Link by Link

Today we begin Black History Month, the time when white people spend a month attempting to show how much they have learned since slavery. Or how much more enlightened we are.

As we begin Black History month now with our first Black president in the history books, I wonder what we need to focus on. What do we need to remember, now and this whole year?

And it’s the shortest, coldest month of the year. Black History month should be July, so that we are constantly reminded that our liberation is caught up and dependent on the liberation of everyone who lives in our nation.

Leslie Jones did a bit on SNL Weekend Update a couple weeks ago that geared us up for  beginning our journey through this month. There is so much we do not know. We still have so much to learn. We’ve got to look with better eyes than the ones we’re using now.

As a white woman, I need to listen more than speak. And I need to expand the group that I listen to. I’m working on it. I’m working on breaking the chains I have been living between, where I stand in the middle of an echo chamber, where everyone is angry about all the same things I am angry about.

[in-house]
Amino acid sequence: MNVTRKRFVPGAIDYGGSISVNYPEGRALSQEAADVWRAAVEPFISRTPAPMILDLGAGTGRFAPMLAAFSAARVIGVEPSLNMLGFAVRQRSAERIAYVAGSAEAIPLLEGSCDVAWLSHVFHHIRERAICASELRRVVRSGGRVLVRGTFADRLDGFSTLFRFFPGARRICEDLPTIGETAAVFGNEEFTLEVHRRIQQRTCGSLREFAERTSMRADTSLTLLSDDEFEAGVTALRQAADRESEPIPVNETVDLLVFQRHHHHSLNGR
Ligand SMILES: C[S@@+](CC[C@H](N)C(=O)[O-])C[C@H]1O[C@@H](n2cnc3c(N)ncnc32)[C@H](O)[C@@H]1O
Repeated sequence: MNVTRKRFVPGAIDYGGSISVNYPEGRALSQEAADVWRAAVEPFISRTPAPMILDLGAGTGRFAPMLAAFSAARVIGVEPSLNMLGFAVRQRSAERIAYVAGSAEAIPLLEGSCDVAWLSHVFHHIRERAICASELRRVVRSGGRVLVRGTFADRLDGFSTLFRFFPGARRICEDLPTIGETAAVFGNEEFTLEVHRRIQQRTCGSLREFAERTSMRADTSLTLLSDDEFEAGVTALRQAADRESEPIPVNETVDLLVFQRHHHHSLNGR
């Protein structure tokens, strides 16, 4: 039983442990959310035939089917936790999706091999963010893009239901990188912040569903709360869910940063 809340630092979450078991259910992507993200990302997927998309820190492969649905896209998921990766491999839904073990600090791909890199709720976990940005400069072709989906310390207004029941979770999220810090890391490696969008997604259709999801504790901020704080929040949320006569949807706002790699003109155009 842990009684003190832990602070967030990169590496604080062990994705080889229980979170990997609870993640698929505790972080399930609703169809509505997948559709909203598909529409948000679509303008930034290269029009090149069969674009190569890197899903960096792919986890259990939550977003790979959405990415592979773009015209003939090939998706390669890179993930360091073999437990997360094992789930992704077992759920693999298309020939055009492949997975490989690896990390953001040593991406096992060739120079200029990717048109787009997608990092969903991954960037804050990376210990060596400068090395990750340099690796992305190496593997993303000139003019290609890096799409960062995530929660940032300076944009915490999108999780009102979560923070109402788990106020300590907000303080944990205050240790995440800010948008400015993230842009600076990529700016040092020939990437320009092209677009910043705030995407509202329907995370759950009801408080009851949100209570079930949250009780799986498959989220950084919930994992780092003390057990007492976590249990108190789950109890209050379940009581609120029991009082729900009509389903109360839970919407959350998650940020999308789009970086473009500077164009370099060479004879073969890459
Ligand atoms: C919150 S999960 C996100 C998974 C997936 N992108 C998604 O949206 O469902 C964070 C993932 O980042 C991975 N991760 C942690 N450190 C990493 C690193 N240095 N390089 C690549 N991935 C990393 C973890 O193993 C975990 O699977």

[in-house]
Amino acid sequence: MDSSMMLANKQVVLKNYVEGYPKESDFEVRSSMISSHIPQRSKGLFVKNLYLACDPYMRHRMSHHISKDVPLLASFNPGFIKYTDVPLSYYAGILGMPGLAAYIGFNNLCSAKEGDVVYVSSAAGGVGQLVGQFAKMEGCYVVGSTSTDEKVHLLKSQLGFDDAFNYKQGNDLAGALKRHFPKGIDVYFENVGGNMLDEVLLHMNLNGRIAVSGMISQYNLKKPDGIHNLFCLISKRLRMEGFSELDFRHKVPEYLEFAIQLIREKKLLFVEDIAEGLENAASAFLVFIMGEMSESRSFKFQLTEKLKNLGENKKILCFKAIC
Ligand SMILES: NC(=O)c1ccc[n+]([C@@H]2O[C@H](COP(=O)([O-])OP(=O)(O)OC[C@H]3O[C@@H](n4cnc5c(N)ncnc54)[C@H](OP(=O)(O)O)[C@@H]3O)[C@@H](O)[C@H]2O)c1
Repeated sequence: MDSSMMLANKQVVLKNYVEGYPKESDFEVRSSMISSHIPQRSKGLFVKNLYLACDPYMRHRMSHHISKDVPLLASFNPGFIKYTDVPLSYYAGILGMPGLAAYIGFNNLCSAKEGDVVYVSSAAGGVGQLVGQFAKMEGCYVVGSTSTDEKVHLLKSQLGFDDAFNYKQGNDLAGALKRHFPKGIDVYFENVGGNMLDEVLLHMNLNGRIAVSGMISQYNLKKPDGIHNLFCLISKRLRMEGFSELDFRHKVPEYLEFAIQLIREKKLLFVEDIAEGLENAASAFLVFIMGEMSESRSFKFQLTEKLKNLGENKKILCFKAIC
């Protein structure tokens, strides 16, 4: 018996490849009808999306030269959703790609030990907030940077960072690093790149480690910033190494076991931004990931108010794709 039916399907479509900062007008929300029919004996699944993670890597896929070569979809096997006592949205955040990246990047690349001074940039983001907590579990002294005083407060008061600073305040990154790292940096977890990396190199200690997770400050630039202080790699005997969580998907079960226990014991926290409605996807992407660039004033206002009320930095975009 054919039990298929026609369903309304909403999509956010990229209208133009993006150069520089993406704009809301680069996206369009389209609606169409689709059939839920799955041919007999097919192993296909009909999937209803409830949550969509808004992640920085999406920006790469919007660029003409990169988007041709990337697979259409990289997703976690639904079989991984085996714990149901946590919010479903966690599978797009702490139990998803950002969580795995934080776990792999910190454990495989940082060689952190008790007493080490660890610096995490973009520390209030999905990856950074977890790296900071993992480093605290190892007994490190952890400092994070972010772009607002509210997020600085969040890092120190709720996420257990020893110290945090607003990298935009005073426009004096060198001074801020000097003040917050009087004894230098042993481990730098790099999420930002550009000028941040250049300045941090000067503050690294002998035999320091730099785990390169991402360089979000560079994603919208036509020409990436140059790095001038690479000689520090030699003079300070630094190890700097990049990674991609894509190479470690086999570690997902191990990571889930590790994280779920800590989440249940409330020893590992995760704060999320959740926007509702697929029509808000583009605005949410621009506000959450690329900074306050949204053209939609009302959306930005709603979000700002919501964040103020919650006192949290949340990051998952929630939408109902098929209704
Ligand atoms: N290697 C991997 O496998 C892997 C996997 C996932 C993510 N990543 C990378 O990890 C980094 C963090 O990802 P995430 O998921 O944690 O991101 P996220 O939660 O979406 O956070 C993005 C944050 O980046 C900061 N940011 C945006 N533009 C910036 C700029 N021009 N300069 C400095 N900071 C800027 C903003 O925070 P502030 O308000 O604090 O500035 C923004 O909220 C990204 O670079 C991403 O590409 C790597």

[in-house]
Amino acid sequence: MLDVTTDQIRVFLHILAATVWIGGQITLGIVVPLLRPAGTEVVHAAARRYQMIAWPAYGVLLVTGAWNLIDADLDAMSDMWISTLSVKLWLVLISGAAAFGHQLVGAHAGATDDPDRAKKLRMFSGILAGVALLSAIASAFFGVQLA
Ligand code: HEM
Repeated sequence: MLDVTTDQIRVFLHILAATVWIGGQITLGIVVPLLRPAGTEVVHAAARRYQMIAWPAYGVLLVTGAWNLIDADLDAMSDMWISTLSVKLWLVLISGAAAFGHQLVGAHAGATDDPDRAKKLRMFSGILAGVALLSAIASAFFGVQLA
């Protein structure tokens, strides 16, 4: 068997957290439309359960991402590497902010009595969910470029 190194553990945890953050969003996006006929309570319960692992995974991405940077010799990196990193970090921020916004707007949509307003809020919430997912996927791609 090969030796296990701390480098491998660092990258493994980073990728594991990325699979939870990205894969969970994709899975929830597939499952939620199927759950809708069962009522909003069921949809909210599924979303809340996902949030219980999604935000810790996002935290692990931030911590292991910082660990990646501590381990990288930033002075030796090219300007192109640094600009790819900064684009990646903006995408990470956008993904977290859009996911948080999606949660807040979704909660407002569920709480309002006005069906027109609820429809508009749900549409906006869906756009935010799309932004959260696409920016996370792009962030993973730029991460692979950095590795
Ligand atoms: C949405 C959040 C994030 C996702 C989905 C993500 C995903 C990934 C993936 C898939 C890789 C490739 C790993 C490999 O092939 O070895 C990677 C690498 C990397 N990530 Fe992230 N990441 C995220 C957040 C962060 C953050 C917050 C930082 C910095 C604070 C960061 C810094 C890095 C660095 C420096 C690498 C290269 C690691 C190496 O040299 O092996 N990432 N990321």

I’m trying to understand what other people are angry about and why.

I find it too easy to go get angry about something that sounds good, and then not do a thing about it. And then I am also finding it too easy to get so angry about so many things that I am stunned into nothingness. It’s a common theme since the beginning of the year.

What chains need breaking today? What can I do to break a link in this moment?

I want them all smashed, but for now, I’ll work on this link right in front of me, and move on to the next and the next when I can.

Realizing that I am caught up in the anger of the moment, I am determined to share love instead. Who needs a note? I’m saying: “Keep up the good, hard work. We are glad you are here.”

As we work towards justice, we would do well to be reminded of the work that those who were enslaved enacted on their journey towards liberation. Maybe the timing is perfect. When the night is darkest, the smallest glimmer of light can be seen for miles.


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